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Determine if [itex]f(x,y) = x^2+y^2[/itex] has a maximum and a minimum when we have the constraint [itex]2x^3+3x^{2}y+3xy^{2}+2y^3=1[/itex]. (1)

ATTEMPT TO SOLUTION:

A standard way of solving these kinds of problems is by using the Lagrangian multiplier-method. It consists of comparing the gradient of the function with the gradient of the constraint. However, sometimes, as in the case of [itex][/itex] with the constraint [itex][/itex], one can rapidly observe that it lacks a maximum value. This is the case of the function [itex]f(x,y) = x^{2}y[/itex] with the constraint [itex]x+y=1[/itex]. As x approaches infinity, on that line x+y=1, the function approaches infinity. Is there any similar way to observe problem (1)? How do I prove that it has or hasn't a maximum?

I've used the Lagrangian multiplier method, and I get the solution [itex]x=\frac{1}{10^{1/3}} = |y|[/itex]. I have not examined that it is correct, and I have not checked if it is a max or min.

How do I prove that this function has or has not a max or min?

[EDIT1:]

Okay. So we can interpret the question geometrically as: what is the smallest or largest distance from the origin to that curve? And: does there exist a smallest or largest distance from the origin to that curve? Hm... I can't visualize curve (1). If it is "closed", like an ellipse or circle, then there certainly has to exist a smallest and largest distance. But if it is like a line - which extends itself infinitely - there is a smallest distance, but not a largest. So the question is: how do I know the expression (1) is for a curve of finite length?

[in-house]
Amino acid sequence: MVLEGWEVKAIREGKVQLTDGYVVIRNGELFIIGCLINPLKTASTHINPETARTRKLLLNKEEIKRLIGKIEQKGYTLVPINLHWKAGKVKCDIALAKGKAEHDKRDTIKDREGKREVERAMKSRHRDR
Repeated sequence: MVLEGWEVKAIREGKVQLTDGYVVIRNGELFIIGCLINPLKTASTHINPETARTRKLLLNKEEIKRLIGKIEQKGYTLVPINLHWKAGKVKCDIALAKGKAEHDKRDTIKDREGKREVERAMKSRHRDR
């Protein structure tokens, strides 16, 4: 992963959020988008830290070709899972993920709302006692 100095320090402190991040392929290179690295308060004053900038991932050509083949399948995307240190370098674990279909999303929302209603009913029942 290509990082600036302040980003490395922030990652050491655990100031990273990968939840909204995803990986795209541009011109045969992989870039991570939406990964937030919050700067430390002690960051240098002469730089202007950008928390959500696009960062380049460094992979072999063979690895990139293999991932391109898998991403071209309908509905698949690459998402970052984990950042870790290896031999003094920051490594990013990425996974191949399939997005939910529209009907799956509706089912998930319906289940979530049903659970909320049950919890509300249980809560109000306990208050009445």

[EDIT2:]

Okay guise. The following inequalities are true:

[itex](x^3-1)^2 = x^6+1-2x^3 \geq 0[/itex]

[itex]\Rightarrow x^6+1 \geq 2x^3[/itex]

[itex](x^2-y) = x^4+y^2-2x^{2}y \geq 0[/itex]

[itex]\Rightarrow \frac{3}{2} (x^4+y^2)\geq 3x^{2}y[/itex]

Add a little symmetry-reasoning, and we get an inequality which can be used to study the constraint (1). We get:

[itex]2+x^6+y^6+\frac{3}{2}(x^4+y^4+x^2+y^2) \geq 2(x^3+y^3)+3(x^{2}y+xy^{2})=1[/itex]

Where the right side is the constraint (1), written alittle more nicely. So... what conclusions can I make out of this? If I subtract 1 from both sides of the inequality, I get an expression on the left which always is positive, independent of choice of (x,y) and on the right I just get something which is equal to zero. Is this enough to prove that there is no bound for the set of points (1), and that therefore, it is not compact (the curve is not of finite length)?

I find it hard to accept this kind of reasoning, since Ido not clearly provethat there is no bound for the set of points (1). But I don't know guise. I would appreciate it if somebody could help me interpret this stuff, and maybe find a formal way of proving that that set of points is not compact...

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# Homework Help: Optimization problem with constraint

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